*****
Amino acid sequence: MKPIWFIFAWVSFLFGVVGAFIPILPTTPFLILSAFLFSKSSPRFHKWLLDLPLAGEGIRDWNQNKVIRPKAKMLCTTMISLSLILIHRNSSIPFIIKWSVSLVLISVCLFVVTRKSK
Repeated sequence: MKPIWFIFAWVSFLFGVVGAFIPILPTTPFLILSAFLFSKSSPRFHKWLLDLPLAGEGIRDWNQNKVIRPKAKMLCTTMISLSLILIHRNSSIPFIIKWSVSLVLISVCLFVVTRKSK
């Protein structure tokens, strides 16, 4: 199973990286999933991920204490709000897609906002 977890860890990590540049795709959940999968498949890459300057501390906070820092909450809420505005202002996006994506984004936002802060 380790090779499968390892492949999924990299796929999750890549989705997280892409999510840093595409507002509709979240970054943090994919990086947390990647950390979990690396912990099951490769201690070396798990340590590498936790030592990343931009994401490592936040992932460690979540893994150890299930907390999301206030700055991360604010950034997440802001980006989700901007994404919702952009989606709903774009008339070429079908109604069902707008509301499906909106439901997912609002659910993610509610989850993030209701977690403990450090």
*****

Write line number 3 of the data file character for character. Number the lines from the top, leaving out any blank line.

């Protein structure tokens, strides 16, 4: 199973990286999933991920204490709000897609906002 977890860890990590540049795709959940999968498949890459300057501390906070820092909450809420505005202002996006994506984004936002802060 380790090779499968390892492949999924990299796929999750890549989705997280892409999510840093595409507002509709979240970054943090994919990086947390990647950390979990690396912990099951490769201690070396798990340590590498936790030592990343931009994401490592936040992932460690979540893994150890299930907390999301206030700055991360604010950034997440802001980006989700901007994404919702952009989606709903774009008339070429079908109604069902707008509301499906909106439901997912609002659910993610509610989850993030209701977690403990450090």